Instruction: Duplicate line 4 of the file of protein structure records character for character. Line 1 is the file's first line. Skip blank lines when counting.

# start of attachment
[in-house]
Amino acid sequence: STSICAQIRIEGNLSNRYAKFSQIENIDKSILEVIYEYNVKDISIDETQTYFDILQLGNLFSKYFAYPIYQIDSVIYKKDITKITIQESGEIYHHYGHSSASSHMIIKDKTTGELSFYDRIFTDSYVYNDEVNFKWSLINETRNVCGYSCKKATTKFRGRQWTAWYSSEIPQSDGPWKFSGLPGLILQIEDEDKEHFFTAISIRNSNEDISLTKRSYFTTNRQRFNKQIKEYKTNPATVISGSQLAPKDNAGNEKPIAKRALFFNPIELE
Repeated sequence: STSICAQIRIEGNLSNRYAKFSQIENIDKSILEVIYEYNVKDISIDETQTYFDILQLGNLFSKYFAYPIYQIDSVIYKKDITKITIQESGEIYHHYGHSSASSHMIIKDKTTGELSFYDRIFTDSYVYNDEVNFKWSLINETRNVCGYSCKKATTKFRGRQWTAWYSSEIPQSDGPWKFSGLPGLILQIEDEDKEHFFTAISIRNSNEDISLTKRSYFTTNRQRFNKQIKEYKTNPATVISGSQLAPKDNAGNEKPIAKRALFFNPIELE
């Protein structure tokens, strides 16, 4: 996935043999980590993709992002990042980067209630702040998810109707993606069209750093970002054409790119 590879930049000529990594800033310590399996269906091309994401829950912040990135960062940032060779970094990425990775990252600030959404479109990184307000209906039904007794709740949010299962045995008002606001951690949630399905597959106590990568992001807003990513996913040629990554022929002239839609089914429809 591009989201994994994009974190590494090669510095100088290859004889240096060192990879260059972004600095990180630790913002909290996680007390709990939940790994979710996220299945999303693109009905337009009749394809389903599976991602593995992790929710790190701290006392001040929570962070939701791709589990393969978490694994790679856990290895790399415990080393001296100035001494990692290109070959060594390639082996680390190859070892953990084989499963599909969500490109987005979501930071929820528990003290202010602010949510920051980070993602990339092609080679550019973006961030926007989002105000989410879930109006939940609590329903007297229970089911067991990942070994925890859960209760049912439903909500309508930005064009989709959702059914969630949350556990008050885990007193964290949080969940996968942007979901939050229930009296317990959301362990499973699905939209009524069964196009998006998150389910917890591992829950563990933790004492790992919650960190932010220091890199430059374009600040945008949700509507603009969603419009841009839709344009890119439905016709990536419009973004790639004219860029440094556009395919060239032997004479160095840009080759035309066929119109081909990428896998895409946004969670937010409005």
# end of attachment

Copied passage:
């Protein structure tokens, strides 16, 4: 996935043999980590993709992002990042980067209630702040998810109707993606069209750093970002054409790119 590879930049000529990594800033310590399996269906091309994401829950912040990135960062940032060779970094990425990775990252600030959404479109990184307000209906039904007794709740949010299962045995008002606001951690949630399905597959106590990568992001807003990513996913040629990554022929002239839609089914429809 591009989201994994994009974190590494090669510095100088290859004889240096060192990879260059972004600095990180630790913002909290996680007390709990939940790994979710996220299945999303693109009905337009009749394809389903599976991602593995992790929710790190701290006392001040929570962070939701791709589990393969978490694994790679856990290895790399415990080393001296100035001494990692290109070959060594390639082996680390190859070892953990084989499963599909969500490109987005979501930071929820528990003290202010602010949510920051980070993602990339092609080679550019973006961030926007989002105000989410879930109006939940609590329903007297229970089911067991990942070994925890859960209760049912439903909500309508930005064009989709959702059914969630949350556990008050885990007193964290949080969940996968942007979901939050229930009296317990959301362990499973699905939209009524069964196009998006998150389910917890591992829950563990933790004492790992919650960190932010220091890199430059374009600040945008949700509507603009969603419009841009839709344009890119439905016709990536419009973004790639004219860029440094556009395919060239032997004479160095840009080759035309066929119109081909990428896998895409946004969670937010409005």